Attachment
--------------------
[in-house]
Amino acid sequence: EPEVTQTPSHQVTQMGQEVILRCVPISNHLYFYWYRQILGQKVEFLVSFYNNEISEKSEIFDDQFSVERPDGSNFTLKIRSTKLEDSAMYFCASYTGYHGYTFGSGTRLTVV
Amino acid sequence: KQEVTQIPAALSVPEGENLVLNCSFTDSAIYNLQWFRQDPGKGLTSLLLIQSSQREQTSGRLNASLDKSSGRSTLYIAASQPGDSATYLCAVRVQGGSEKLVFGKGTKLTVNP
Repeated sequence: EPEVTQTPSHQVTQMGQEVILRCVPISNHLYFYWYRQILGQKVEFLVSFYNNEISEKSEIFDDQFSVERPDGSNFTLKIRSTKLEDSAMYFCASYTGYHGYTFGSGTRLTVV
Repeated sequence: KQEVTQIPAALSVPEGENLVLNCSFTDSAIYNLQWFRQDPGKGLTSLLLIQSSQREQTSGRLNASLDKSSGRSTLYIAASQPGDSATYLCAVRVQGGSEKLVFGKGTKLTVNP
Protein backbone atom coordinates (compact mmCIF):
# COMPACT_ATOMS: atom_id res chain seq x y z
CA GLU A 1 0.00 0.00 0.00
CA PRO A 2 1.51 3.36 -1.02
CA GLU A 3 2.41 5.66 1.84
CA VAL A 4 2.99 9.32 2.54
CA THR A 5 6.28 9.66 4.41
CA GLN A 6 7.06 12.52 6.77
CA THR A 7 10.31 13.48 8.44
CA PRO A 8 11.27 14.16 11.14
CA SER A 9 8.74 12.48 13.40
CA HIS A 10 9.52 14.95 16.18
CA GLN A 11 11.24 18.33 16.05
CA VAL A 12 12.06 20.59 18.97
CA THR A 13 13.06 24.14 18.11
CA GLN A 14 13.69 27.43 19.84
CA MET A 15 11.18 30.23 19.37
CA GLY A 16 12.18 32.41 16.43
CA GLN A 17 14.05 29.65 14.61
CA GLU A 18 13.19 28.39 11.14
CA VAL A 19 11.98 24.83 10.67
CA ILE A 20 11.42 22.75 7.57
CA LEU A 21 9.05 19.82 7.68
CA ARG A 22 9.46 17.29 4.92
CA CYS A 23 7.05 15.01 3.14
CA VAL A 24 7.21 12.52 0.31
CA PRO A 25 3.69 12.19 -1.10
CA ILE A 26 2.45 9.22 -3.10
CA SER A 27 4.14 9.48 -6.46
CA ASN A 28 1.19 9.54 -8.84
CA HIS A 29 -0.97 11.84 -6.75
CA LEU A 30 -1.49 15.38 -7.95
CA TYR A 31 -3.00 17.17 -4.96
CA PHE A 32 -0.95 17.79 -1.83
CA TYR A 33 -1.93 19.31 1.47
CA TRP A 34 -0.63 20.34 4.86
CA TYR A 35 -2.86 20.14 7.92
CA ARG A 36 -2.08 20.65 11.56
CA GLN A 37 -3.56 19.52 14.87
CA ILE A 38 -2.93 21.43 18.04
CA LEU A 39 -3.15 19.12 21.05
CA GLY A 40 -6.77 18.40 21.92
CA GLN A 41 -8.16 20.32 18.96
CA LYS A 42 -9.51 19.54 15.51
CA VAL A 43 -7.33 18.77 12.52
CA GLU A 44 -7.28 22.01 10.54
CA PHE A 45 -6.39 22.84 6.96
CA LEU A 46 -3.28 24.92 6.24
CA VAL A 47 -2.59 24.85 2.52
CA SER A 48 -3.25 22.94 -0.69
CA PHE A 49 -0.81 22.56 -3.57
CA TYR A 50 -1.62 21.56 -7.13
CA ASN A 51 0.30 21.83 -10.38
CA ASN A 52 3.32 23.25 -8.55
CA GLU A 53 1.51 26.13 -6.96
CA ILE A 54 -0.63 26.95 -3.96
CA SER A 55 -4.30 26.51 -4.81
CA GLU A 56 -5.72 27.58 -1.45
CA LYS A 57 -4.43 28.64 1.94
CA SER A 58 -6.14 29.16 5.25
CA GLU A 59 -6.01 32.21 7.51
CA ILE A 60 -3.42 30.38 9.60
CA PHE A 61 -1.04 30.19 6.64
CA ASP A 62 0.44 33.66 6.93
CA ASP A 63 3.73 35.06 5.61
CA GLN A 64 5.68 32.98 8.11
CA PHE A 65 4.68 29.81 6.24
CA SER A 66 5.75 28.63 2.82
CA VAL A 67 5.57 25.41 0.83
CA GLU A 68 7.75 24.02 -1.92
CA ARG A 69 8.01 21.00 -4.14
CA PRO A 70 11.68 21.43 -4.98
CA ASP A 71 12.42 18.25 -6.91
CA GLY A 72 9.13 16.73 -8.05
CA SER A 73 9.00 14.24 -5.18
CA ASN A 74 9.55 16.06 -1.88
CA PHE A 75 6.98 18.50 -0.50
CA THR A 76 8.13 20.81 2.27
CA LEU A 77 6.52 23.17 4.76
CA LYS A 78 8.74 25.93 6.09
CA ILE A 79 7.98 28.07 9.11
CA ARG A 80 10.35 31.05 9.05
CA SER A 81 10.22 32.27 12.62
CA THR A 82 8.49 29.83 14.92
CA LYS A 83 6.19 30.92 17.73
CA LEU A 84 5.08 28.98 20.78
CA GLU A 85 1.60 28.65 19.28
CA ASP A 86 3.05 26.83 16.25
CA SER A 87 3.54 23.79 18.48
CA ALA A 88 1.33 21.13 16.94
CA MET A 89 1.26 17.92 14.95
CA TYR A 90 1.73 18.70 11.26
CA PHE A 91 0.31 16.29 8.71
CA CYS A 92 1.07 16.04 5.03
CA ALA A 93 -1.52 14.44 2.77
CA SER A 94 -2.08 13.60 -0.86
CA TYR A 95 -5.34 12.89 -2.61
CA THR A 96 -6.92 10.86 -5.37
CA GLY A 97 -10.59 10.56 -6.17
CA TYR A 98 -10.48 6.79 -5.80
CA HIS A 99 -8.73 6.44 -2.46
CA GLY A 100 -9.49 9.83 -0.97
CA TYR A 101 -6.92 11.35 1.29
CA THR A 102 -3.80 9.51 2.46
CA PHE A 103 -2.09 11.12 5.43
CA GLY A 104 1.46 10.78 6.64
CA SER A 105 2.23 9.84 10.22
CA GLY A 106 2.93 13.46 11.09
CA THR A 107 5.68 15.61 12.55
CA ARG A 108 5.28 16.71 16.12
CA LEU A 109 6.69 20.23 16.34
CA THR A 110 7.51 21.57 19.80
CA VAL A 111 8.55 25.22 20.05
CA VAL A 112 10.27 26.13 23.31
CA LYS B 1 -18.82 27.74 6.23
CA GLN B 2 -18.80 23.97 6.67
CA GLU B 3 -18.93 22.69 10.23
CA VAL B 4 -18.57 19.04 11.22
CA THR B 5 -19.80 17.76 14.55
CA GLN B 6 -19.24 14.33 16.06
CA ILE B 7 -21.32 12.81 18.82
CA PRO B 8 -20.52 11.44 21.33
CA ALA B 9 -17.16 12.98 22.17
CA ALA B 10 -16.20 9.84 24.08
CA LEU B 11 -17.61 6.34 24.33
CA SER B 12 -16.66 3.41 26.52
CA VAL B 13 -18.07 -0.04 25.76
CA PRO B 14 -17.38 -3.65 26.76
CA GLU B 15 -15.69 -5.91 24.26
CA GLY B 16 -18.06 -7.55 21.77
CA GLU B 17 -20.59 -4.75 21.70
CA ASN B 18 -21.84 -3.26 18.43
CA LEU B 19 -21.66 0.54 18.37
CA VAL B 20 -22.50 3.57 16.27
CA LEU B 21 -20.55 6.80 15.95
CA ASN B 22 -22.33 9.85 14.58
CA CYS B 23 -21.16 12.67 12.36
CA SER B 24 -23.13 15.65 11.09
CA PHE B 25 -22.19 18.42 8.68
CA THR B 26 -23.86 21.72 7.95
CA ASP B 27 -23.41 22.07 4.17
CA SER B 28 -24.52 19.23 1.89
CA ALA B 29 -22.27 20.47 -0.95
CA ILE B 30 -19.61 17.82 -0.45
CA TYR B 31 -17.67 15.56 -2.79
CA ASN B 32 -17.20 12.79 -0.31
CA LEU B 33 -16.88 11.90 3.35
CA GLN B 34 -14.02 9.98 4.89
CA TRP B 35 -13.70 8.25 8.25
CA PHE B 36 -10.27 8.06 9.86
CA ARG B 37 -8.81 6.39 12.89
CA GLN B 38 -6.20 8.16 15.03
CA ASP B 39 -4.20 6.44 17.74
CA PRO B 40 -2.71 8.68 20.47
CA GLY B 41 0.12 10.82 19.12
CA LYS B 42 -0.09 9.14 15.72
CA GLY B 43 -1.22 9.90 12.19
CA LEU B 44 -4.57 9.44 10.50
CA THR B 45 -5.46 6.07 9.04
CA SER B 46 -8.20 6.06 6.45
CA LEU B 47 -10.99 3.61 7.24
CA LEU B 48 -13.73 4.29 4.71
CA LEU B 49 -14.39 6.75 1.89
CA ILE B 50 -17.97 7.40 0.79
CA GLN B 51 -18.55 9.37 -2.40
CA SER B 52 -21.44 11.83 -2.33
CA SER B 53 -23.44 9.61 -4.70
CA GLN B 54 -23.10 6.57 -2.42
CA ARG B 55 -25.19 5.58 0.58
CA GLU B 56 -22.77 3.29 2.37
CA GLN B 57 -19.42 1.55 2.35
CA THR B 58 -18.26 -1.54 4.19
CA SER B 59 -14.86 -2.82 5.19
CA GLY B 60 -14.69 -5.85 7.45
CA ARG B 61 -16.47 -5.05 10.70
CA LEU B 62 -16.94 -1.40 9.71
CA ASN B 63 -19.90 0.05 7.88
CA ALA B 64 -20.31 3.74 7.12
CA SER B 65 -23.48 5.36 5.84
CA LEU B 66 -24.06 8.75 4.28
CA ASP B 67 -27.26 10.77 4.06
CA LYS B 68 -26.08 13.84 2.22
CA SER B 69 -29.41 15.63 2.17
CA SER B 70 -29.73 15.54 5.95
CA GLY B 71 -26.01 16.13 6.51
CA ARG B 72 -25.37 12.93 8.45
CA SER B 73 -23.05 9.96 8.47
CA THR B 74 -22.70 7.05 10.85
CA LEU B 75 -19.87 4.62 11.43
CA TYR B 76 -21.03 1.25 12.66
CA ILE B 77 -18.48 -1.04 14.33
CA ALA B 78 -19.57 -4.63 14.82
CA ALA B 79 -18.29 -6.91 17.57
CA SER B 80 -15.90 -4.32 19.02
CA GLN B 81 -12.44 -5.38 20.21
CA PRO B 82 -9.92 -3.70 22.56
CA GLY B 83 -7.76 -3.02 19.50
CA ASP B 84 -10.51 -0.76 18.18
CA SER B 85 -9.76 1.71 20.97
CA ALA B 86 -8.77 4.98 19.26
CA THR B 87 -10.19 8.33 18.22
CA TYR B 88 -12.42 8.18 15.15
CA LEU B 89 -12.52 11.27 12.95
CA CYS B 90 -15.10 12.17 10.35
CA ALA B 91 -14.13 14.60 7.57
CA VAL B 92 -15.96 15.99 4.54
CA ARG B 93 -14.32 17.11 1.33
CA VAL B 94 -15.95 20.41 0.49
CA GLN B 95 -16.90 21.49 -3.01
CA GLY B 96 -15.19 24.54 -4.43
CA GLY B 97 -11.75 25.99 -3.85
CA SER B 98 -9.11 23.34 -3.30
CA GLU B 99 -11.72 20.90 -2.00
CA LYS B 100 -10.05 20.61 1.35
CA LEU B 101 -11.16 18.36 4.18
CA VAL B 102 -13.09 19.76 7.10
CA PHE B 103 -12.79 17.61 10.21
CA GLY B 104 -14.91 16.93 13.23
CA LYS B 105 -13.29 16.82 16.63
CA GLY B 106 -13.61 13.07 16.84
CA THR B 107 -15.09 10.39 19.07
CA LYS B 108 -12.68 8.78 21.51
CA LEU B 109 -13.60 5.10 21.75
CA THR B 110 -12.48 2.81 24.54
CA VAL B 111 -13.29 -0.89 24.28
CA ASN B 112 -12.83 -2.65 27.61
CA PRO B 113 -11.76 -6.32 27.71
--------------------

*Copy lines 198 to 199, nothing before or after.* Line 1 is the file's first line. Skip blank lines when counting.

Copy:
CA ALA B 79 -18.29 -6.91 17.57
CA SER B 80 -15.90 -4.32 19.02